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Hardcover The Sin Eater Book

ISBN: 0525675418

ISBN13: 9780525675419

The Sin Eater

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Format: Hardcover

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Book Overview

After Cole's mother dies, he and his father go to live with his mother's parents in tiny Albion, New Hampshire. The Emersons make it easier for Cole to cope -- but he is helpless in the face of his... This description may be from another edition of this product.

Customer Reviews

5 ratings

Sin Eater - Loved the story

"Sin Eater" was a delightful yet semi-depressing story. The protagonist (Cole) is a young boy who lost his mother to cancer and lost his father to depression. You just want to shake the father and tell him to get a grip! Grieving comes in all forms though and Cole ends up being the stronger of the two. The father and Cole move to New Hampshire to live with Cole's grandparents. The relationship between the two grandparents is heartwarming and comical. It makes you wonder...would the grandfather have acted the same as the father if he lost his wife? The story revolves around death and family. Cole moves to New Hampshire after his mother's death, he bonds with his grandparents who seem to meet his needs and he makes new friends (good friends). In the midst of all this, Cole stumbles onto the history of the Sin Eater. As he learns more about the sin eater, he learns more about his ancestry. Anyway, the end will leave you wondering and questioning, what would make a man want to give up on life? Obviously he loved his wife tremendously. His actions could be considered very romantic instead of depressing. Is love really that deep? The grandparents are wonderful. I love the relationship they share with each other. The cantankerous ole fool! lol. They're funny and bring a sense of groundedness to the story. Gary Schmidt has a way of writing that makes you feel like you're there. You can almost smell the meadows and the hayfields and the manure! He's very descriptive! He has a very pretty way of writing. The words he choses and the way he describes things...it's just very pretty!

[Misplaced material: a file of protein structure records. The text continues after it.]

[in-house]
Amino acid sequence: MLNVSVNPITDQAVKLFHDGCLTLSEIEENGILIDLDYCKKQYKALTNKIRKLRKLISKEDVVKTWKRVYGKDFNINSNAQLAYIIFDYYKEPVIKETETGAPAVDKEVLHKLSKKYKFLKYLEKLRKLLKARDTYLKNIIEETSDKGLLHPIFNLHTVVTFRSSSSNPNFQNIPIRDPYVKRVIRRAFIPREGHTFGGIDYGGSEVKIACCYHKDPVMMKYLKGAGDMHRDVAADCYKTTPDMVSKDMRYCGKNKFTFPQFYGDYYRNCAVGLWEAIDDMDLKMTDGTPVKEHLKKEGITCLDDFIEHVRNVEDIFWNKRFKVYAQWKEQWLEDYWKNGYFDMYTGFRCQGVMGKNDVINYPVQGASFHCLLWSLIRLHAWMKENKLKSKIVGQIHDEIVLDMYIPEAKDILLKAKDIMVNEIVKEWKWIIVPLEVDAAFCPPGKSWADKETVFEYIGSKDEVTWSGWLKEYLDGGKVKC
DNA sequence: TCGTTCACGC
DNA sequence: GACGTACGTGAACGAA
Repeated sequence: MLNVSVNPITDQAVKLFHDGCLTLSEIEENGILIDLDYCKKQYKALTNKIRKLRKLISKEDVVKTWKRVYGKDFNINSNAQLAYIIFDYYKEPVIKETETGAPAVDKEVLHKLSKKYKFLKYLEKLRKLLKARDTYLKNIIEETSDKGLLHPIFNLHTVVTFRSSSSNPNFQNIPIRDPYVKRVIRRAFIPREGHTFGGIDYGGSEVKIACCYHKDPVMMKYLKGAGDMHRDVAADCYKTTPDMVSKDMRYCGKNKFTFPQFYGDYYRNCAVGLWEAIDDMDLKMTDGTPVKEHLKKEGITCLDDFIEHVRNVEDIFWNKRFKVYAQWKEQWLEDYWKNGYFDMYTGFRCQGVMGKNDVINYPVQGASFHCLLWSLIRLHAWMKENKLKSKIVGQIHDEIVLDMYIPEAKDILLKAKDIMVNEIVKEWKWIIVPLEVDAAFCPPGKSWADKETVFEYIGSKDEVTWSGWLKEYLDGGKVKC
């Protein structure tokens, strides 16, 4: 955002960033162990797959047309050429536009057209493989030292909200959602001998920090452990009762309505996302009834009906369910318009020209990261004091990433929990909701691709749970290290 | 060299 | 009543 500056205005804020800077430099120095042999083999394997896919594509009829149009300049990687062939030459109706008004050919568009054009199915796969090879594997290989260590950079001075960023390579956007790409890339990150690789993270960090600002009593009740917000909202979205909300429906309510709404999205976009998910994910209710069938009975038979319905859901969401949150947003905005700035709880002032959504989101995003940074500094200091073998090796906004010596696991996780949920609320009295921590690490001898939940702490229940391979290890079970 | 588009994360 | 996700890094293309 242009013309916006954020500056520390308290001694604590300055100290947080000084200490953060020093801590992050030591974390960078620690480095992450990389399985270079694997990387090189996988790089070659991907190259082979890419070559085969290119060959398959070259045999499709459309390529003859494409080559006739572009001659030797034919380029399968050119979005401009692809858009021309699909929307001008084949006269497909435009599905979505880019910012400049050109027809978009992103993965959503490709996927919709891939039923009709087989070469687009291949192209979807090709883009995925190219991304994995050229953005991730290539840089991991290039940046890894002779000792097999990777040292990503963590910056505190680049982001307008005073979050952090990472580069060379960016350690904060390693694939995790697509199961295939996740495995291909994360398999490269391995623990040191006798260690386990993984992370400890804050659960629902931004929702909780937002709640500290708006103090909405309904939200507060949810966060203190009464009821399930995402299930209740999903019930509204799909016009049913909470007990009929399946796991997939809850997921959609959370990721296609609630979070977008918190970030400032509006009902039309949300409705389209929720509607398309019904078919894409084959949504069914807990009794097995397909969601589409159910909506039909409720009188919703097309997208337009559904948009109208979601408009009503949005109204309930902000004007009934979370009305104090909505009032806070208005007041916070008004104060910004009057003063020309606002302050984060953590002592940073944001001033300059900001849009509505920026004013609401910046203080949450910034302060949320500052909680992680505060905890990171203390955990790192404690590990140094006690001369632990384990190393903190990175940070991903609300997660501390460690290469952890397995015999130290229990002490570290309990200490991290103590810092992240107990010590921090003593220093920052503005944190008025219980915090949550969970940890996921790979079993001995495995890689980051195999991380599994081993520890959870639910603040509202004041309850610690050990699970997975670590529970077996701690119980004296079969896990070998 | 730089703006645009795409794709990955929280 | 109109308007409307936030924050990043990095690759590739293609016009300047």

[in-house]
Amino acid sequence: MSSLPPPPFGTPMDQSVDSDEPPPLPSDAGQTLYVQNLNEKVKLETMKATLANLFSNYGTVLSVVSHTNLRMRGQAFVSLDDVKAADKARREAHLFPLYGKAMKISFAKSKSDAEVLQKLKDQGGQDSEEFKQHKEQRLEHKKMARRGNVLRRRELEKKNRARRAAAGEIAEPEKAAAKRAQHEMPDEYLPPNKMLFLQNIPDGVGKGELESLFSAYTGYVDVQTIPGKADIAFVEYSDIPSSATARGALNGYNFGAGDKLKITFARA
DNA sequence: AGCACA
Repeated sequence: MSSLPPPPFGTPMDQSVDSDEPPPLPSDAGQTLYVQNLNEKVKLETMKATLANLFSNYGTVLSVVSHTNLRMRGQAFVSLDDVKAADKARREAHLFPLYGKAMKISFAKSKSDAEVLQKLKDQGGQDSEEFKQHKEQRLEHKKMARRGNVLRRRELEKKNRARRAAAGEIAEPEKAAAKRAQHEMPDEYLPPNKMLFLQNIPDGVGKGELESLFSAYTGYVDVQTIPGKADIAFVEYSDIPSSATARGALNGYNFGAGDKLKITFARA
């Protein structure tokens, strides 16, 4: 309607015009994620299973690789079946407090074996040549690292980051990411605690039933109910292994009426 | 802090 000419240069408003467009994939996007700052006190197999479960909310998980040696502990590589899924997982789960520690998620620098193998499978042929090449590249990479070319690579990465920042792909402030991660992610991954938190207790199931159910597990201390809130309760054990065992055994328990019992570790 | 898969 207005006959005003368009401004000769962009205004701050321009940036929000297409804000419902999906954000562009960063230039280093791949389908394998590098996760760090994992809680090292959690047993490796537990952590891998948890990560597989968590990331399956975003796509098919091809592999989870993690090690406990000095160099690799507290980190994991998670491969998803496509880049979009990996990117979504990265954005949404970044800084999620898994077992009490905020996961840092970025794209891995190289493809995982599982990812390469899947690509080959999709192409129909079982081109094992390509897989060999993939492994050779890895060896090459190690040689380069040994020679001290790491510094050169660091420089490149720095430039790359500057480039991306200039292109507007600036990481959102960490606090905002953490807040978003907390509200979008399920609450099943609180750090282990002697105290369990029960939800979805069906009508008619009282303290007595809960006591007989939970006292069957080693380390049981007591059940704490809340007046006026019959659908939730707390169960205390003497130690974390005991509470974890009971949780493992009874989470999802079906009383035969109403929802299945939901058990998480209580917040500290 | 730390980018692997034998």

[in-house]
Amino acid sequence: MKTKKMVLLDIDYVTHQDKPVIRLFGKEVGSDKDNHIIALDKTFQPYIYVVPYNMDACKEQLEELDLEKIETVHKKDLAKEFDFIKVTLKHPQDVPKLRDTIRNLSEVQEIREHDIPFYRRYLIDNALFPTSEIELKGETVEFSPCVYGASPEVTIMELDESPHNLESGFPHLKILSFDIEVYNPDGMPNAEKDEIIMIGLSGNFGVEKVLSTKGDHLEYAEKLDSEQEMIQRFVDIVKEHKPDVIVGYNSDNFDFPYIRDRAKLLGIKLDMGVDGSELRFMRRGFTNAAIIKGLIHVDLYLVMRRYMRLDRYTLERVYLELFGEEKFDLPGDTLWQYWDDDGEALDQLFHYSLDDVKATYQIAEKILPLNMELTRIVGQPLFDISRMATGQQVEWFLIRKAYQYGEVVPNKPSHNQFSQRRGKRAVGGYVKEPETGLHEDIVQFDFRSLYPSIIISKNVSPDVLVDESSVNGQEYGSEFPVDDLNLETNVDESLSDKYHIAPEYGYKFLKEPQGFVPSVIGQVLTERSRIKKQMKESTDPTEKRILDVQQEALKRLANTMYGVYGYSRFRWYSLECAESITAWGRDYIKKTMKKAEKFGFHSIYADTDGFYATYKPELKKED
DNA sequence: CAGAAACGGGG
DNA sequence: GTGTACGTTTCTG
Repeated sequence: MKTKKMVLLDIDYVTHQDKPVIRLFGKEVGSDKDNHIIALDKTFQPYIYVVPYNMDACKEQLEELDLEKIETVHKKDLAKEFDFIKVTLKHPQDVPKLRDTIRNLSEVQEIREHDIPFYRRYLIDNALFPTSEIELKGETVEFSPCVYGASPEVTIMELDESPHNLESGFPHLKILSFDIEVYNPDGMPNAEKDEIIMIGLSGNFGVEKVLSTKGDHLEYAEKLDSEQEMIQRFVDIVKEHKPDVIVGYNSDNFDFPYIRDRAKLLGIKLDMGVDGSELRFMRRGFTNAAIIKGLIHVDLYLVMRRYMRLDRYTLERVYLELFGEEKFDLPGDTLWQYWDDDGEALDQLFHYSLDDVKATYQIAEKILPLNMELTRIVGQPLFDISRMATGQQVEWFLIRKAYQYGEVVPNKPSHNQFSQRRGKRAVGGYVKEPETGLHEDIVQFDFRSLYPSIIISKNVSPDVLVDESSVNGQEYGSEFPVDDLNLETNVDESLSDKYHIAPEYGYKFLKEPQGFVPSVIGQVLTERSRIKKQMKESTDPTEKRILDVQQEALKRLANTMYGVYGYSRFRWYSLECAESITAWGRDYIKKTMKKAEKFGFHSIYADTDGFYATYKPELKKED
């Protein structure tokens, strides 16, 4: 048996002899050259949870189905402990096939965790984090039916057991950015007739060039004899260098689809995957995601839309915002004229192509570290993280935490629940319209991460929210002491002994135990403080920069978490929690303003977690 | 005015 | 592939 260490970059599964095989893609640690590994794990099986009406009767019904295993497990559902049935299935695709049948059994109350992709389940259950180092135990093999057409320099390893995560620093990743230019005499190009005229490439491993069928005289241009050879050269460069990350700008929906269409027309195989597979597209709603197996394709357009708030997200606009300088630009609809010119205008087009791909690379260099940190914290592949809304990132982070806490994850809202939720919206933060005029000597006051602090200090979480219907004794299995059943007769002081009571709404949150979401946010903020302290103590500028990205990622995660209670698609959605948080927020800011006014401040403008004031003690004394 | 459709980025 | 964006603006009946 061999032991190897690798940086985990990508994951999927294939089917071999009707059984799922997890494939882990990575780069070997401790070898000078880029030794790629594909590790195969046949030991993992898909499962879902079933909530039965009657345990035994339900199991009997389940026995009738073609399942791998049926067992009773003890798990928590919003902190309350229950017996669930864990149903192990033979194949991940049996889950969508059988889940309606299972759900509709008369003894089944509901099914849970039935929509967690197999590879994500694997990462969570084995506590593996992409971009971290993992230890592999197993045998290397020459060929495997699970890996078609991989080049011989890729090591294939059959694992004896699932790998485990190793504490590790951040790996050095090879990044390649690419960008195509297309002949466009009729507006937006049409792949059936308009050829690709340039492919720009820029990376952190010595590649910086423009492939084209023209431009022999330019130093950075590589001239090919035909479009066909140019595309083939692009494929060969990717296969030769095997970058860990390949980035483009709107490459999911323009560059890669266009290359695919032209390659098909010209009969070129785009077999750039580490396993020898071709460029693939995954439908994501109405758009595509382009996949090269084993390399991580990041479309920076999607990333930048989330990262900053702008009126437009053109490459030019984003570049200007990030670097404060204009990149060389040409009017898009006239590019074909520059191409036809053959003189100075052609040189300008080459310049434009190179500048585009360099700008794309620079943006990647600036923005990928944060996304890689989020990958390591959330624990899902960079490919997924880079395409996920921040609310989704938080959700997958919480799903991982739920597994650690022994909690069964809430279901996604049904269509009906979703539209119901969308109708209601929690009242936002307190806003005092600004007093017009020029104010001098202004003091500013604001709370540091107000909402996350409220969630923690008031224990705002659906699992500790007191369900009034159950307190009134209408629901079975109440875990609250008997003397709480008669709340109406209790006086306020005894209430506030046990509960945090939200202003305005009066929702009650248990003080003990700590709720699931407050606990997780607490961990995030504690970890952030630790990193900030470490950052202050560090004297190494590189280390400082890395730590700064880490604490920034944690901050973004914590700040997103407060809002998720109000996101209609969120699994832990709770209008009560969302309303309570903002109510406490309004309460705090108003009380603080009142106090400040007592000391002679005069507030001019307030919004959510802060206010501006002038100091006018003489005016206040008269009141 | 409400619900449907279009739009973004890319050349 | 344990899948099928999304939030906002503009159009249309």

Sin Eater

Overall I was very pleased with this book. Being familiar with the myth of the "Sin Eater", I was very excited about the topic of what I thought the book would present. After reading about one third of the way through however, I found it slightly odd and frankly disappointing that there had been only a brief sentence or two about a sin eater which appeared within the first chapter of the book. Not to be swayed, however, the book up to that point was filled with emotion and heartache. A young boy and his father return to the family farm after his mother's funeral to start a new life with his grandparents. There is an emptiness that rings through that pages that anyone can take to heart. Cole, the now motherless boy, narrates the text filled with daydreamed memories and a mournful spirit. Cole is not the only the reader routes for throughout the book. The grandparents are overflowing with a familiarity to my own family that is difficult to overlook. The language that Schmidt uses in anything from dialogue to description is precise and easy to relate to. The images that he paints with words almost pop in the head without purposeful thought. I did find the plot to move quite slowly for the first 100 pages or so. Although the background and daily observations were necessary to tie the whole story together, I did find myself aching for action. Although the title of the book leads one to believe Schmidt will tell a glorified tale of a real and local sin eater, that is not the case. That may leave some disappointment, but the book adds the myth just enough to flavor the true plot. The novel also brings in minor plots about making friends, being compassionate and trying to make the best out of heartache and sorrow. Throughout the novel Cole discovers a story about a sin eater who in fact lived on the very same farm he was living on generations ago. The tale of the sin eater leads Cole through a search on his own ancestors. He discovers a generation full of guilt and grudges. He is able to personalize his own feelings of guilt and pain in the memory and stories of his ancestors. Just when the reader has felt enough pain on the behalf of Cole, Schmidt adds a suicide of Cole's father that brings the reader to tears. Schmidt sets the stage and story in such a way that the reader feels the same anger and confusion as Cole. The reader is left in shock and asking why, although they should have seen it coming. Although the story is woven in pain, it gives the reader a boy reveling in his own family history to find a way to release his own guilt and anger. In the end, Cole uses the story of the sin eater who loosed the guilt of an ancestor and his adopted son to rid Cole of his own guilt and anger toward the loss of his parents.